Sunday, April 5, 2009

Dealing with Difficult Forum Users - The Flip Side

Earlier I talked about dealing with the difficult forum user from the perspective of providing help.  Now let us look at from the flip side of the coin.  You are asking for help and you aren't getting what you want or need.

The first thing you have to realize is that the people who are out there willing to help do it voluntarily.  They are giving of themselves to the community for free.  There are many other things that they could be doing instead, like spending time with family and friends, or learning and developing skills to keep current with changing technologies and career development.  With this simple knowledge, you can combat the difficult forum user.

The first thing, when asking for help with a problem, post the question or problem in the appropriate forum and state the problem you are having explicitly.  Be concise yet detailed enough to be sure that anyone from the novice to the guru can understand the problem.  Doing this gives those who may respond to your question or request for help with a clear understanding of the problem at hand.  A big no-no is posting your question/problem in multiple forums on a single site.  This fragments the possible responses, and you may get multiple responses that say the same thing from different people.

Second, you need to provide as much background information as possible as well.  This means DDL for your tables (CREATE TABLE statements), sample data for the tables (Usually in the form of a INSERT ... SELECT ... UNION ALL SELECT ... statements), expected results based on the sample data, and most importantly your code that you have developed so far.  The sample data should be sufficient to show the issues and provide a decent sample for testing.  Also, the people who are willing to help are more willing if all they have to do is cut, paste, and execute the DDL and INSERT statements to create a test environment.  Remember, the more work you do up front, the more likely you will get well tested results in return.  Although some people will take the time to format poorly provided data, some people will just skip your post entirely.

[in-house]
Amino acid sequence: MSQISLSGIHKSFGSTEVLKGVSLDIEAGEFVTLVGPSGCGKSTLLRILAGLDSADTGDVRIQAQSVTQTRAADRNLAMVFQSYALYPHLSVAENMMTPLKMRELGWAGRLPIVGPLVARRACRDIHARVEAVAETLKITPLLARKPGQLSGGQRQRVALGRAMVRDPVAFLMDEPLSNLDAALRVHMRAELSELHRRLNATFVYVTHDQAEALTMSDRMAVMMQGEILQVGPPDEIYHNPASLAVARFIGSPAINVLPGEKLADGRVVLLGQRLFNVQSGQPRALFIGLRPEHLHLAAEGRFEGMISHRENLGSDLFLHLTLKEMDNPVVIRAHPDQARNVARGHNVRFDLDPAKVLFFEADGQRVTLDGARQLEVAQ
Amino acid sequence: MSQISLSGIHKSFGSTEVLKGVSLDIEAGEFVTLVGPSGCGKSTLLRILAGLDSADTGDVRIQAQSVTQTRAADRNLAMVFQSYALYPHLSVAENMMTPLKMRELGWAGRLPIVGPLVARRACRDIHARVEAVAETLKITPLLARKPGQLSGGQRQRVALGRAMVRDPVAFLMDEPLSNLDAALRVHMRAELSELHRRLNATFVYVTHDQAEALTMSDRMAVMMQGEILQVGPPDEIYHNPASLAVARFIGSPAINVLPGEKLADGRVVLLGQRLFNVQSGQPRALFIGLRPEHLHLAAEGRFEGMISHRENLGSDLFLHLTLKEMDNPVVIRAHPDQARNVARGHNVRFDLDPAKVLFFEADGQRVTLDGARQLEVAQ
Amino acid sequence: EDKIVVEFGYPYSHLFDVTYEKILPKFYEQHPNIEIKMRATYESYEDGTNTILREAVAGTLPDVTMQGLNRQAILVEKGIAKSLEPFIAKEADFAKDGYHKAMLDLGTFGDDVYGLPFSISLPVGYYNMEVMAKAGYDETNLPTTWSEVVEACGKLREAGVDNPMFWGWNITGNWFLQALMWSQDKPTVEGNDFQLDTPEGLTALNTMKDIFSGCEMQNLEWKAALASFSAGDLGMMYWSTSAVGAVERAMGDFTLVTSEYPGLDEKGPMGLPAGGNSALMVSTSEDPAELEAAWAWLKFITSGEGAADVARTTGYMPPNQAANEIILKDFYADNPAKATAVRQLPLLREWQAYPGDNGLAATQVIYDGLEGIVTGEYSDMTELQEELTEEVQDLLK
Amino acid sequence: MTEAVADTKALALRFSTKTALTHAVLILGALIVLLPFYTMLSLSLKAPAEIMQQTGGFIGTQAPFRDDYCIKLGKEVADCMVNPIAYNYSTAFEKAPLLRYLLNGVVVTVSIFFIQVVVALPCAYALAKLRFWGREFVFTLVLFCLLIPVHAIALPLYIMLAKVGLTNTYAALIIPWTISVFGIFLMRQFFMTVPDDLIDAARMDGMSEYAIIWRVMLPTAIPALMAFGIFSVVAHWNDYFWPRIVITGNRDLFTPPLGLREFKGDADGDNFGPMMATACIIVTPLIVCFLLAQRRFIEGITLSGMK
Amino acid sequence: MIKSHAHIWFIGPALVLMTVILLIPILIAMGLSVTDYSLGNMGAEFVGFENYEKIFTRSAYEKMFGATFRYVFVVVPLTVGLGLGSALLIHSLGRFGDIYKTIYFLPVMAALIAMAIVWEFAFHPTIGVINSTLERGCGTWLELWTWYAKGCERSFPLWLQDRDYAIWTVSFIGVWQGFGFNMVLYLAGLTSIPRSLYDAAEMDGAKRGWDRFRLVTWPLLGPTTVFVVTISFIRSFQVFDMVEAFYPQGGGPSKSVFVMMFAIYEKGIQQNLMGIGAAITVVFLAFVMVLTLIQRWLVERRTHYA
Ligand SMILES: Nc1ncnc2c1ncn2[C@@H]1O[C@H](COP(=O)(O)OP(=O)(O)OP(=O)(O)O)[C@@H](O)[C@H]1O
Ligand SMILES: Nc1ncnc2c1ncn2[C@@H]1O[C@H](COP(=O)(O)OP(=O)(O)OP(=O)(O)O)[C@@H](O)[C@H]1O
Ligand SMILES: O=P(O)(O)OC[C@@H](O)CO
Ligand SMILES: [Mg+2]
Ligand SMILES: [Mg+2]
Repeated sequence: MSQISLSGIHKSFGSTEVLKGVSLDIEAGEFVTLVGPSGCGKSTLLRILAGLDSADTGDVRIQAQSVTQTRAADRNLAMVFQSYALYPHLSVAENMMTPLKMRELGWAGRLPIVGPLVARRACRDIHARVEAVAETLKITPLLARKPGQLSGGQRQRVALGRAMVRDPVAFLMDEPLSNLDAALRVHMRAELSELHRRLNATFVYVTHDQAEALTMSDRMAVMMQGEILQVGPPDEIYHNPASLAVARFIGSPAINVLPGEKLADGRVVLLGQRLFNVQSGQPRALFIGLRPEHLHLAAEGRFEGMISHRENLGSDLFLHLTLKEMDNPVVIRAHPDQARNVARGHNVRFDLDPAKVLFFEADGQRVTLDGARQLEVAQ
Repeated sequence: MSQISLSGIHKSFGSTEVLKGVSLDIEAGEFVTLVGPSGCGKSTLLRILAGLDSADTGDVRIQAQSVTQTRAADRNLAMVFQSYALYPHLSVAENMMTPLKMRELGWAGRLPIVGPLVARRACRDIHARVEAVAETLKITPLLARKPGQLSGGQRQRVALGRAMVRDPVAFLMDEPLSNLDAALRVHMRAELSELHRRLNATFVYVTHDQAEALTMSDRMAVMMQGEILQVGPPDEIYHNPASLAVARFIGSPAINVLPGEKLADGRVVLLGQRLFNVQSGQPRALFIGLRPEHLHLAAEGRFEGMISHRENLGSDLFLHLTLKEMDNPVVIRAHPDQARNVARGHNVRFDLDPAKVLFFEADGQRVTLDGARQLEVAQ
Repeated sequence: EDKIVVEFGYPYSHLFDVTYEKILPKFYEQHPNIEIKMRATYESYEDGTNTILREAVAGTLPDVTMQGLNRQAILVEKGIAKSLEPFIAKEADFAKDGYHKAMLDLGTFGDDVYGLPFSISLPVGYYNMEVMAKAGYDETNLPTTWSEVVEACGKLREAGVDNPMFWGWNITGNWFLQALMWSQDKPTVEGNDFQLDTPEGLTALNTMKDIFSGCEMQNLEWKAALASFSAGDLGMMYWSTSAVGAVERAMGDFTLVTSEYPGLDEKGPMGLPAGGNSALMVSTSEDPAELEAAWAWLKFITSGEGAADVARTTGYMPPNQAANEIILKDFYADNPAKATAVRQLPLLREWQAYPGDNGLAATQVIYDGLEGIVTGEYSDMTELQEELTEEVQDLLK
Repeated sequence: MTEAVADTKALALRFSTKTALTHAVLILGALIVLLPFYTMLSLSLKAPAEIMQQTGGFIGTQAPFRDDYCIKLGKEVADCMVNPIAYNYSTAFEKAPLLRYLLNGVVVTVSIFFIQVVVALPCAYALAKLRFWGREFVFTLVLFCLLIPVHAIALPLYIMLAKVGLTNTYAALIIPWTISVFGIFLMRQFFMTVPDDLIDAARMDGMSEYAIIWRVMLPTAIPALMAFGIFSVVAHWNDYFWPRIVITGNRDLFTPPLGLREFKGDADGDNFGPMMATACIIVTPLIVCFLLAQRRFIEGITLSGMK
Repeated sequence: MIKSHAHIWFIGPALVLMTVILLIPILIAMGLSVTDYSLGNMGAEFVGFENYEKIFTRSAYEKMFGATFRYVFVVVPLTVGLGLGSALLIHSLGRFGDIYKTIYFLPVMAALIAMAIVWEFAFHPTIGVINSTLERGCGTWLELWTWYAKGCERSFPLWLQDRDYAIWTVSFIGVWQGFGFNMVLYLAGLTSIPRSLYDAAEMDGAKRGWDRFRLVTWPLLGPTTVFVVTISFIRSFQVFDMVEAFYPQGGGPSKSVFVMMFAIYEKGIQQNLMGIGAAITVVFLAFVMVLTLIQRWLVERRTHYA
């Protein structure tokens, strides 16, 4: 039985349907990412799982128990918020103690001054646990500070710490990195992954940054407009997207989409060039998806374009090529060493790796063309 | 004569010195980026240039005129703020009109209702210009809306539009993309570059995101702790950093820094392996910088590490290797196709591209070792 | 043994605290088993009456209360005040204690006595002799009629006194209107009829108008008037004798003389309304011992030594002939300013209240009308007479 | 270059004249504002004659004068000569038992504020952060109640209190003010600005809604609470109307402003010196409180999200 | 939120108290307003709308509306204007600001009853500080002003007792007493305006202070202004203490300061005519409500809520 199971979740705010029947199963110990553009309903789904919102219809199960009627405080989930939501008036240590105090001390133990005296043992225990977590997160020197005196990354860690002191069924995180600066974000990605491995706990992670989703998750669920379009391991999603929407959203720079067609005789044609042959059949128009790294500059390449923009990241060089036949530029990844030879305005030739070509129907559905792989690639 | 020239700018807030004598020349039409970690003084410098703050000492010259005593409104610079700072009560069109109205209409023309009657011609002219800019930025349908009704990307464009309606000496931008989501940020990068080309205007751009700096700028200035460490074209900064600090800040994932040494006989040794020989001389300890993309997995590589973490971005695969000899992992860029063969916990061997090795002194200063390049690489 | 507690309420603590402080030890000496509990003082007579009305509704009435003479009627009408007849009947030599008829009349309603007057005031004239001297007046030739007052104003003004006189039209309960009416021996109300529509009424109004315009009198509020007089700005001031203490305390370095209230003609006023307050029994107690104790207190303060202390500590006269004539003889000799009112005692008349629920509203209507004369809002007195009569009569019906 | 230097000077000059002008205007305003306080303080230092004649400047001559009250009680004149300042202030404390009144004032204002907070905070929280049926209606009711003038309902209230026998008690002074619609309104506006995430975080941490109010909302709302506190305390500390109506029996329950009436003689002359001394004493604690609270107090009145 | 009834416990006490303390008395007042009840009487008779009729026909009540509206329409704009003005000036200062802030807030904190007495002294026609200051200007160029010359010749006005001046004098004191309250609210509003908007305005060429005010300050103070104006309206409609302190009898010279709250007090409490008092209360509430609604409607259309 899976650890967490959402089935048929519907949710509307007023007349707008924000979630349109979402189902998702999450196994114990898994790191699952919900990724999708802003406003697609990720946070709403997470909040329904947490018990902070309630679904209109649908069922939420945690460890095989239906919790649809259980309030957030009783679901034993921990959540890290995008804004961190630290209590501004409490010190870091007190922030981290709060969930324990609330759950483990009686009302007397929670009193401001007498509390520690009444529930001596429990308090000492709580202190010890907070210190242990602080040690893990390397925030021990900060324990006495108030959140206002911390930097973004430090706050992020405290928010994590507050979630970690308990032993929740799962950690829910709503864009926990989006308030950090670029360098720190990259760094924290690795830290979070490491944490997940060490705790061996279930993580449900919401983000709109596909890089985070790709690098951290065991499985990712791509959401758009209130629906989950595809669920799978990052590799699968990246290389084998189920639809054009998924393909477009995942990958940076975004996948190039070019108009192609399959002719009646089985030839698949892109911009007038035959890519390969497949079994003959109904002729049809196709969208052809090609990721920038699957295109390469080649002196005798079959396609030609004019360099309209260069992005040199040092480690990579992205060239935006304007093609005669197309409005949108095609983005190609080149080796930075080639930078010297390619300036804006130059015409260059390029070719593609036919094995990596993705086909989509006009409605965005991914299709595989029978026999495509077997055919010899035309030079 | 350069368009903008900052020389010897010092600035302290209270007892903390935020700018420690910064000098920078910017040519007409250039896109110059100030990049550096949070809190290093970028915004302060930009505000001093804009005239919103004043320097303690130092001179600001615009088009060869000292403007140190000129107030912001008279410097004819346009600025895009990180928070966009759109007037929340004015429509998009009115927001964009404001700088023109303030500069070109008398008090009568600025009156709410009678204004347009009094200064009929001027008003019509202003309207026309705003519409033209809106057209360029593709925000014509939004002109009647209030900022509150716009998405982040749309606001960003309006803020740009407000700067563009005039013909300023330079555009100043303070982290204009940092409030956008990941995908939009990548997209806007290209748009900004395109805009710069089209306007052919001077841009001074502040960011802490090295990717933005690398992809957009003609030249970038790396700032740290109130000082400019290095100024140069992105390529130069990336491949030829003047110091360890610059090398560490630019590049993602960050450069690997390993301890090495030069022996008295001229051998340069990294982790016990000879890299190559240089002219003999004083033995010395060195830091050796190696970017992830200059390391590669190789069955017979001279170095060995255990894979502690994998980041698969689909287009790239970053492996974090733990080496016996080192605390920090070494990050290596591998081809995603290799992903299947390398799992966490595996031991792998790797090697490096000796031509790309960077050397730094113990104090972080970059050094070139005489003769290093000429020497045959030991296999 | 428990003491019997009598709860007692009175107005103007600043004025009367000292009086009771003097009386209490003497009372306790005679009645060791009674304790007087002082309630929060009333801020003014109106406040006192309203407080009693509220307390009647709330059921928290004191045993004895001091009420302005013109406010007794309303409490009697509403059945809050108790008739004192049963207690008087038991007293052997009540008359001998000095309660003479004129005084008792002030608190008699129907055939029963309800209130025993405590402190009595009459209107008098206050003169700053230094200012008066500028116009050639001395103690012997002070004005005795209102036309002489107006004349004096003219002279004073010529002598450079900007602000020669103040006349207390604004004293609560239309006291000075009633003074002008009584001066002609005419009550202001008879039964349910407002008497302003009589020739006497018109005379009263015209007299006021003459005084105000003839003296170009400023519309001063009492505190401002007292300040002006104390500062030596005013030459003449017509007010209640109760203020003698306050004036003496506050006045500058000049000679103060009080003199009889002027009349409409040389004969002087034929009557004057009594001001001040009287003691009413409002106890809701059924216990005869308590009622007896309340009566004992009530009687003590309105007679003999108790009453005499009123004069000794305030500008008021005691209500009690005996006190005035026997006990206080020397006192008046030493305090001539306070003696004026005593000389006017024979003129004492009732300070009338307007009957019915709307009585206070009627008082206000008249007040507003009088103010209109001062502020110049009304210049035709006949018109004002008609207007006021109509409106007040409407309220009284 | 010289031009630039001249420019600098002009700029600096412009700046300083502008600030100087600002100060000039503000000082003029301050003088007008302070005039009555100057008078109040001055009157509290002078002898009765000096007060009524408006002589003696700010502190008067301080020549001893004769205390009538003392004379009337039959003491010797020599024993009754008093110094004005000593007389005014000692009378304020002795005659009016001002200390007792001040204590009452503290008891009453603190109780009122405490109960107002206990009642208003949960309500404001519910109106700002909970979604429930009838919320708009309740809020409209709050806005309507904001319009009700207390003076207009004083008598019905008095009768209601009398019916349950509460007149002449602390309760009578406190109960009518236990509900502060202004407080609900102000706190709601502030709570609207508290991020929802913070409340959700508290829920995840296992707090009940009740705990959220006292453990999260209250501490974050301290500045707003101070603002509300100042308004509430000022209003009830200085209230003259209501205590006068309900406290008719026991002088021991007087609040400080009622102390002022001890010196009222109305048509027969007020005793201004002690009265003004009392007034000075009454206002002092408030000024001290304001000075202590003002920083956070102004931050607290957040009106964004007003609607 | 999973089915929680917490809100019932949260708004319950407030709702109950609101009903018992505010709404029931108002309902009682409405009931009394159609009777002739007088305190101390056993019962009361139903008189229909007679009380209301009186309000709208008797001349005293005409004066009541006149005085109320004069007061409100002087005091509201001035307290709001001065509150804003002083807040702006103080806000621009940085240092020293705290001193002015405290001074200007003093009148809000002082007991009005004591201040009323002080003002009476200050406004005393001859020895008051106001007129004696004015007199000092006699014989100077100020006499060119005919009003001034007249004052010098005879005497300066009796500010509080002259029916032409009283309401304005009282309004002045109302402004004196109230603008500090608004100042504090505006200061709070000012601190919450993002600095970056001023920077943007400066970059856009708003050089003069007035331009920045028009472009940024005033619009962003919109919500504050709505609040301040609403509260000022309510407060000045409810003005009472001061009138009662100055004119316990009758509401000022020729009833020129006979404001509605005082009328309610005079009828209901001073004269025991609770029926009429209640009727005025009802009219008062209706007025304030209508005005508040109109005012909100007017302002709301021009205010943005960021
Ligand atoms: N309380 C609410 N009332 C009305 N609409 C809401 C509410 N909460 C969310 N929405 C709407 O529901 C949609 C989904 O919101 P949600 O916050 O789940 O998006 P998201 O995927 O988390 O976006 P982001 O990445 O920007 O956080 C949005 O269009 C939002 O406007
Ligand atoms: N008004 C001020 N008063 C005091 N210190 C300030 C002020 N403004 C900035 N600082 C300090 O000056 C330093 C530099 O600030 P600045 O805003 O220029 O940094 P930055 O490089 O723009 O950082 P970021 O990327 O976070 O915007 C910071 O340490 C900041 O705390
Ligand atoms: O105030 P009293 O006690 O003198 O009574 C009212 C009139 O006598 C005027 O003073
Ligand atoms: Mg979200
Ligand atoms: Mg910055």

Third, if you are pointed to Books Online, articles, other threads on the Forum; please take the time to read and research.  If you have problems finding the information in Books Online, come back and say so but be sure to provide information on what you were able to find, or ask what you should look under in Books Online.  With the articles and other threads on the Forum, read them and if you still have questions, ask for clarification.  The worst thing you can do is to ignore the advice.  If it was suggested, there is usually a reason.  I can tell you from experience, it is not to mean, but to help you learn where and how to look for information.  It may still not make sense, but you should hopefully be able to ask more detailed questions that help you clarify your knowledge and understanding.

Fourth, provide feedback to the community.  Wether you solve the issue yourself or use the information or code provided by someone, tell us.  If the solution is of your own devising, show us.  It may help others with a similar problem.  Also, it gives us a chance to see what you did, and perhaps help you improve it as well.

Finally, maintain your cool.  You may get some snide or obnoxious responses.  Let them go.  By maintaining a professional manner, you will demonstrate strength of character.  In addition, you may also earn additional good will from others.

Hopefully this helps when asking for questions or for help.  See you all on Forums!

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